APC will submit comments to FDA on the draft hospital guidance and will be working with members of Congress to assure that their understanding of HR 3662 is accurate.
A federal district court judge has issued a summary judgment in favor of a group of compounding pharmacies, ruling that FDA’s MOU on interstate shipments of compounded drugs violated the law, and the agency cannot enforce it. The MOU will be remanded back to FDA, and the agency must “either certify that it will not have a significant economic effect on small businesses or prepare a regulatory flexibility analysis.”
While obviously not the end of issue, the ruling will allow APC and its coalition partners more time to work with FDA and boards of pharmacy to hopefully craft an MOU that’s less onerous for states to implement and which doesn’t expand FDA oversight beyond what the statute mandates.
The ruling was in response to a suit brought by a group of seven compounding pharmacies, led by Birmingham, Ala.-based Wellness Pharmacy, alleging several significant issues with the process FDA used to develop the MOU. It was a risky move for those pharmacies, but one that paid off.
The plaintiff pharmacies were Medquest Pharmacy, Wellness Pharmacy, Madame Rx, KEBD Enterprises, Hartley Medical Center Pharmacy, Womens International Pharmacy, and VLS Pharmacy. APC was party to an amicus brief filed on behalf of the plaintiffs.
The court found that, because FDA made arbitrary decisions that have “significant binding legal consequences for plaintiffs and pharmacies across the country, and […] signals a substantive change in the current legal regime governing interstate compounding,” the MOU becomes a legislative rule.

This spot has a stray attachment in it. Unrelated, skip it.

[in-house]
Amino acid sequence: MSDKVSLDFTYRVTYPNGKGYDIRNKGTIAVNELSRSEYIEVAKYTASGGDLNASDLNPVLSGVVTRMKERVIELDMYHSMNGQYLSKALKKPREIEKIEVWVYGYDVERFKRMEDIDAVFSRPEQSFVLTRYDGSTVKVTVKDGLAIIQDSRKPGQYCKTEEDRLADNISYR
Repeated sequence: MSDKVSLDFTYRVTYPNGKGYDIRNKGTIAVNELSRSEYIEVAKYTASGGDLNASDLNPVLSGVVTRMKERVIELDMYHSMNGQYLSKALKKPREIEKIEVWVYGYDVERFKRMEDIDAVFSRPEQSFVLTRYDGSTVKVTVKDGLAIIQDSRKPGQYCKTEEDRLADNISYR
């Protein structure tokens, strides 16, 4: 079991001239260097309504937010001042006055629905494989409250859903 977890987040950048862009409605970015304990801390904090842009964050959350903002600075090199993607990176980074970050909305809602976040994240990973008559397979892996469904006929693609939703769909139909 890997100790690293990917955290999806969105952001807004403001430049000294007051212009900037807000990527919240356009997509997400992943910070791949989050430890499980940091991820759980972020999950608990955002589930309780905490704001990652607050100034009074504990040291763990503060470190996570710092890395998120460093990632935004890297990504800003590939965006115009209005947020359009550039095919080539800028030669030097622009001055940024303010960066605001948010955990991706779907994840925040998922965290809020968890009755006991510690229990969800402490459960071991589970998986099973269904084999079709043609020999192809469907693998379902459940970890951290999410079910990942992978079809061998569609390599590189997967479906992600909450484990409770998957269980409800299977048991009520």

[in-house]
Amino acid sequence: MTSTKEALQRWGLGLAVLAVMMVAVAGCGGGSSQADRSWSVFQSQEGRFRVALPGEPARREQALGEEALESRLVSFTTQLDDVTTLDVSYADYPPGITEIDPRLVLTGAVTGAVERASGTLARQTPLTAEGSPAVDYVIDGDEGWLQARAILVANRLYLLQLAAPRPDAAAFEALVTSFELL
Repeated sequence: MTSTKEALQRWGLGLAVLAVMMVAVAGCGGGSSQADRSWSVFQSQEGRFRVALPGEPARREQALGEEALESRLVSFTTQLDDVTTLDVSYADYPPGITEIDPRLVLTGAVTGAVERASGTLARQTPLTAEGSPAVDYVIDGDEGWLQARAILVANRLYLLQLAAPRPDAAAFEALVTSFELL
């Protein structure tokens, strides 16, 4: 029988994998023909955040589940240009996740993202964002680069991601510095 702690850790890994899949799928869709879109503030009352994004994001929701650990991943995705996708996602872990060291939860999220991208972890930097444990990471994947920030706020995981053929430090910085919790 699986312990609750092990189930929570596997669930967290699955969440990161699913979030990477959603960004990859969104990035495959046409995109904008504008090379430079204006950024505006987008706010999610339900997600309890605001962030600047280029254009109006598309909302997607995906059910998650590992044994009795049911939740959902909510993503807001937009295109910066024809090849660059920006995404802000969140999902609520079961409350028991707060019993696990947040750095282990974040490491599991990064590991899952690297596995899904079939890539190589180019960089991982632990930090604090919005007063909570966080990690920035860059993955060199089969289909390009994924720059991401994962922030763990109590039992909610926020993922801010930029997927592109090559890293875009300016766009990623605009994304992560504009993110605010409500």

“As a result,” wrote United States District Judge Christopher Cooper, “FDA was required to comply with the Regulatory Flexibility Act before issuing it. It did not.”
“This was a great piece of news,” said APC Board Chair Shawn Hodges. “We were certain FDA overstepped its authority. And it was heartening to have Judge Cooper see the logic in our argument. I think it will help bring us to an MOU that’s fairer, and hopefully one APC can wholeheartedly endorse.”
Because it was released just this afternoon, we haven’t had time to study the 38-page ruling in depth. We’ll have a more detailed analysis in this week’s Compounding Connections newsletter, and we’ll certainly keep members informed of what happens next.
It won’t be long: “The Court,” Cooper wrote, “will request a progress report from the agency within sixty days.”
Here we are, six weeks out from APC’s congressional fly-in, Compounders on Capitol Hill. The exhibits are sold out. The hotel room block is filling up fast. (By the way, the preferred rate is only good through October 12.)
But our registration count right now is, well, meh. Not awful, but not so good either.
And, yeah, that’s making me sweat.
We need you to join us in Washington, DC, November 2-3 for visits with members of Congress. We’ve made it easy: In by noon on Tuesday and done by late afternoon Wednesday. For many of you, that will be only one night away from home. And the good you’ll do for your business will be worth far more than the cost of that hotel room ($215 a night, if you’re asking).